July 19, 2009

Manufacturers Cope With Aftermath of Highly Public And Costly Product Recalls

(repreinted with permission from page 1 of July 15, 2009 edition of Bicycle Retailer and Industry News)


HAVERHILL, MA—Product recalls are time-consuming, costly and can eat away at a bike brand’s reputation in the marketplace unless they’re resolved thoroughly and quickly. And even when a manufacturer goes through the whole process, that’s not to say that they’re completely out of the water.

Case in point: Mavic’s recall of about 12,000 of its R-Sys front wheels earlier this year. Though Mavic took action and replaced the flawed product, a firsthand crash report by VeloNews editor-in-chief Ben Delaney while racing on Mavic’s second-generation, post-recall carbon-spoke R-Sys wheels has drawn quite a few eyeballs and cast a new web of doubt the company is working to clear up.

We are in the process of doing as complete of an investigation as possible,” said Mark Leydecker, managing director for Mavic. “Shortly after the crash we had people over here from France to investigate every aspect of this event. They have inspected the wheel and published a preliminary re sponse on VeloNews. We have requested to have some of the other non-Mavic products involved in this event be sent to a third party testing facility. To say we are taking this very seriously would be a gross understatement, however, we aren’t going to jump to conclusions, nor will we react hastily,” Leydecker added.

Besides following up on the crash incident, Mavic now also faces some skepticism from retailers who feel they put their reputation—and future sales—in jeopardy if consumers purchase defective wheels from them.

Dan Casebeer, owner of Grand Performance in St. Paul, Minnesota, said he’s not inclined to buy more of these Mavic wheels until he knows what the problem is. “I need to keep my customers happy,” Casebeer said. “I don’t want my customers hurt.”

Fortunately for Mavic, it has had a near-perfect track record when it comes to recalls. The wheel company’s last one happened more than 10 years ago. But the financial consequences of product recalls are very real for suppliers. Aside from loss of potential sales from bad press, attorney fees, replacement parts and printing and mailings can add up quickly. Much of the total cost depends on what a supplier’s replacing and how many parts are involved, according to Steve Boyd, director of operations for Dahon California. It could be real easy to get to $100,000,” Boyd said. He would know. Dahon is still dealing with its May recall of about 11,500 folding bikes from the 2008 model year.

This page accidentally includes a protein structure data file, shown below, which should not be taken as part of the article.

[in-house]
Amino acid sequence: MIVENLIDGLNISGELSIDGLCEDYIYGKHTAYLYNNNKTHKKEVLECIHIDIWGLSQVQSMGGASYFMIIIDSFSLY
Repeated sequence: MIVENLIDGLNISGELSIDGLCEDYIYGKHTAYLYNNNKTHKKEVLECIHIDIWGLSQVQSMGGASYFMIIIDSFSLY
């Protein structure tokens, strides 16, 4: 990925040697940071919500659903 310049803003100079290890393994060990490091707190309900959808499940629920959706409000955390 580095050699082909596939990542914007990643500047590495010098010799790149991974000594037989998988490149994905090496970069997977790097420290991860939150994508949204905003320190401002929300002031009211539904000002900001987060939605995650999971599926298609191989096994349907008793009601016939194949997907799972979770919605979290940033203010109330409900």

Having enough replacement parts in stock is another issue. Dahon faced this problem in late June. Up until then, the company’s recall was going smoothly with 50 to 60 percent of consumers notified within 90 days. Then Dahon ran out of replacement parts.

The recall process itself can be quite lengthy. Some bike companies will file the paperwork with the Consumer Product Safety Commission themselves, while others will have their attorneys, who are familiar with the process and jargon, handle it.

The process in the United States takes time,” said Boyd. “There are 10 things we have to file with the CPSC and they have to approve it.” Internationally, recalls seem to be easier for suppliers. While there might be more regulating entities to satisfy worldwide, the process is much more loose and fast,” Boyd said. “You push that down to your distributors.”

Like Mavic, Dahon’s main headquarters are overseas, which can be yet another challenge in satisfying American dealers with expedience and efficiency. Still, alerting the owners of recalled products is the greatest hurdle bike suppliers face.

"Getting in touch with consumers that’s the biggest challenge in a recall," said attorney Steven W. Hansen, who has dealt with somewhere between 30 and 40 product recalls. “There’s just not a good way of tracking customers when they make a purchase” with the IBD, he said.

Components and to a lesser degree bikes aren’t tracked with nearly the same efficiency as automobiles. If a consumer hasn’t registered their bike, there’s a good chance—unless their local bike shop linked them to the purchase of a recalled bike—they’ll never know they’re riding a potentially dangerous product.

I think retailers are getting better at tracking,” said Boyd. “I’d say at least half of my customers could send me a list with consumers’ contact info.” Ten years ago that number would have been 5 percent. The increase in retail tracking is due in large part to the growing number of retailers who are using point-of-sale software.

Contact numbers tend to fluctuate depending on how many units are involved in the recall and the product’s price point among other variables, said attorney Sheldon Warren, who’s been handling bike recalls for about 20 years, and handled Dahon’s recent recall.

When the product is high-end, dealers may have better records,” Warren said. The first 90 days of any recall, Warren said, is when the majority of contacts are made.

I’ve heard from others in the industry that if you’ve been able to reach 50 percent of consumers it’s been successful,” said Brian Wilson, director of product development for Felt Racing, which issued a recall last month of about 1,450 F1X cyclocross bikes due to faulty fork steerer tubes.

Unfortunately for bike companies, recalls don’t go away in a matter of weeks or months. It’s not uncommon for a recall to drag on for years since it may take some consumers that long to take note and notify the manufacturer. I was just talking with someone at Giant Bicycle, and they had someone call on a 10-year-old recall,” Boyd said. You always honor it.”

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